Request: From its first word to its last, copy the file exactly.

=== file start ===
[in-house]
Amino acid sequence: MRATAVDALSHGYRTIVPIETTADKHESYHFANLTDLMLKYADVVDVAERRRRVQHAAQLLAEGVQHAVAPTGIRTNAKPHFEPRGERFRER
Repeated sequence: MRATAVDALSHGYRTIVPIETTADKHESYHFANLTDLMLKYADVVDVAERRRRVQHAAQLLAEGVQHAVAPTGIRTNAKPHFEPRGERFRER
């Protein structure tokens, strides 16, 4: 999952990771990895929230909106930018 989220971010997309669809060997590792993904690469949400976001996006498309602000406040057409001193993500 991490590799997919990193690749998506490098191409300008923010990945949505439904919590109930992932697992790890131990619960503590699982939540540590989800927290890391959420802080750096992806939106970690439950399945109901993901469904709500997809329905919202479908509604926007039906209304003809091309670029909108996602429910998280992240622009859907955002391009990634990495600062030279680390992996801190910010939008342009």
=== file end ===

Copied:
[in-house]
Amino acid sequence: MRATAVDALSHGYRTIVPIETTADKHESYHFANLTDLMLKYADVVDVAERRRRVQHAAQLLAEGVQHAVAPTGIRTNAKPHFEPRGERFRER
Repeated sequence: MRATAVDALSHGYRTIVPIETTADKHESYHFANLTDLMLKYADVVDVAERRRRVQHAAQLLAEGVQHAVAPTGIRTNAKPHFEPRGERFRER
């Protein structure tokens, strides 16, 4: 999952990771990895929230909106930018 989220971010997309669809060997590792993904690469949400976001996006498309602000406040057409001193993500 991490590799997919990193690749998506490098191409300008923010990945949505439904919590109930992932697992790890131990619960503590699982939540540590989800927290890391959420802080750096992806939106970690439950399945109901993901469904709500997809329905919202479908509604926007039906209304003809091309670029909108996602429910998280992240622009859907955002391009990634990495600062030279680390992996801190910010939008342009």